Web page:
(6.) Milaeek P, Vitovec J. Differential staining of cryptosporidia by aniline-carbol-methyl violet and tartrazine in smears from faeces and scraping of intestinal mucosa. Folia Parasitol (Praha). 1985;32:50.

(7.) Jiang J, Alderisio KA, Xiao L. Distribution of Cryptosporidium genotypes in storm event water samples from three watersheds in New York. Appl Environ Microbiol. 2005;71:4446-54. DOI: 10.1128/ AEM.71.8.4446-4454.2005

(8.) Ryan U, Read C, Hawkins P, Warnecke M, Swanson P, Griffith M, et al. Genotypes of Cryptosporidium from Sydney water catchment areas. J Appl Microbiol. 2005;98:1221-9. DOI: 10.1111/j.1365-2672.2005.02562.x

(9.) Xiao L, Bern C, Arrowood M, Sulaman I, Zhou L, Kawai V, et al. Identification of Cryptosporidium pig genotype in a human patient. J Infect Dis. 2002;185:1846-8. DOI: 10.1086/340841

(10.) Langkjaer RB, Vigre H, Enemark HL, Maddox-Hyttel C. Molecular and phylogenetic characterization of Cryptosporidium and Giardia from pig and cattle in Denmark. Parasitology. 2007;134:339-50. DOI: 10.1017/S0031182006001533

DOI: 10.3201/eid1506.07621

Martin Kvac, Dana Kvetonova, Bohumil Sak, and Oleg Ditrich

Address for correspondence: Bohumil Sak, Institute of Parasitology, Biology Centre of the Academy of Sciences of the Czech Republic, Branisovska 31, 370 05 Eeske Budijovice, Czech Republic; email: casio@paru.cas.cz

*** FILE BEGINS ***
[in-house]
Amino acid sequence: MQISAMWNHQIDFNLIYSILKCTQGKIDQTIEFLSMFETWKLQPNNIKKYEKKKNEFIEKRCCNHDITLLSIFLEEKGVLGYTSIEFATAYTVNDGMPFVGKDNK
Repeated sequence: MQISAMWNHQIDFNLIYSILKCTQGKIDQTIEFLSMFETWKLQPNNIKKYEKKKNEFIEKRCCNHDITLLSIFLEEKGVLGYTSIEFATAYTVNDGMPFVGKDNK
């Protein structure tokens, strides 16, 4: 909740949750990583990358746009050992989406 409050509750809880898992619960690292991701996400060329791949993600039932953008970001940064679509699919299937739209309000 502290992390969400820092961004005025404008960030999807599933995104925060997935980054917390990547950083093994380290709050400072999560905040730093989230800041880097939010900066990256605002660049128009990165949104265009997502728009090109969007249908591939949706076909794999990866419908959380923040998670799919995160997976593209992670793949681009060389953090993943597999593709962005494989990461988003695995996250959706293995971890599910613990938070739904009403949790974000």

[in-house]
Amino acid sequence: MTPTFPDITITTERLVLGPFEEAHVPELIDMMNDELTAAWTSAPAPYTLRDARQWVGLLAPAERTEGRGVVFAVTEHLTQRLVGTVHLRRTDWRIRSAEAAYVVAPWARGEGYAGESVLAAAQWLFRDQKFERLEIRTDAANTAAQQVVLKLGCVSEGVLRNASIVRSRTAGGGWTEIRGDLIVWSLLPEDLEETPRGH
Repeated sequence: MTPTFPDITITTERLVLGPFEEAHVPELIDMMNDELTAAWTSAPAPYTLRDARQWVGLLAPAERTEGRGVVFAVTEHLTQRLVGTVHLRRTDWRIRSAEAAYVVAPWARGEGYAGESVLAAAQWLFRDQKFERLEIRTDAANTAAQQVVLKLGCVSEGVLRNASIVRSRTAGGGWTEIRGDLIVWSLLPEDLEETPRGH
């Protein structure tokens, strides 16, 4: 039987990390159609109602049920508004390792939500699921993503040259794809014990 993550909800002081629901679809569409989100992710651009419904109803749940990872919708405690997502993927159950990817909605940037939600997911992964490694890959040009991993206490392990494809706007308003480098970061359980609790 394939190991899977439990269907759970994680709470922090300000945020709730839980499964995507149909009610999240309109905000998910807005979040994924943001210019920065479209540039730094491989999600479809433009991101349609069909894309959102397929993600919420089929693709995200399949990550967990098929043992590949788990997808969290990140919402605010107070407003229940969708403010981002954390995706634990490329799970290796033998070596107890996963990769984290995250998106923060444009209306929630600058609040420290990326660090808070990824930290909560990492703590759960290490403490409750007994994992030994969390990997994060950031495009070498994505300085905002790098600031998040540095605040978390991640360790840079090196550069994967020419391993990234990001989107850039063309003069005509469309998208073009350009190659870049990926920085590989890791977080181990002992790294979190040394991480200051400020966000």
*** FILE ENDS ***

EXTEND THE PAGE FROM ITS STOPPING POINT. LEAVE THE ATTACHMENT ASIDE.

Author affiliations: Academy of Sciences of the Czech Republic, Eeske Budijovice, Czech Republic (M. Kvae, D. Kvitooova, B. Sak, O. Ditrich); and University of South Bohemia, Eeske Budijovice (M. Kvae)
Table. Cryptosporidium genotypes identified by using sequencing of
partial sequences of the small subunit rRNA gene in the stool samples
of immunocompetent humans, Czech Republic

 Examination Cryptosporidium
Patient no. Age, y/sex year species/genotype

H15 9/M 2005 C. parvum ([dagger])
H23 10/M 2005 C. hominis
H98 10/F 2005 C. parvum ([dagger])
H101 11/M 2006 C. parvum ([dagger])
H132 8/M 2006 C. parvum ([dagger])
H158 11/M 2007 C. parvum ([dagger])
H199 29/M 2007 Cryptosporidium pig
 genotype II

 Infection intensity *

 GenBank
Patient no. Sample 1 Sample 2 accession no.

H15 56 78 EU331237
H23 77 121 EU331242
H98 43 25 EU331238
H101 11 5 EU331239
H132 150 62 EU331240
H158 26 85 EU331241
H199 38 27 EU331243
 ([double dagger]) ([double dagger])

* Numbers of oocysts per 30 fields at x1,000 magnification, unless
otherwise indicated.

([dagger]) Bovine genotype.

([double dagger]) Numbers of oocysts per whole slide at x1,000
magnification.
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Title Annotation:LETTERS
Author:Kvac, Martin; Kvetonova, Dana; Sak, Bohumil; Ditrich, Oleg
Publication:Emerging Infectious Diseases
Article Type:Report
Geographic Code:4EXCZ
Date:Jun 1, 2009
Words:1334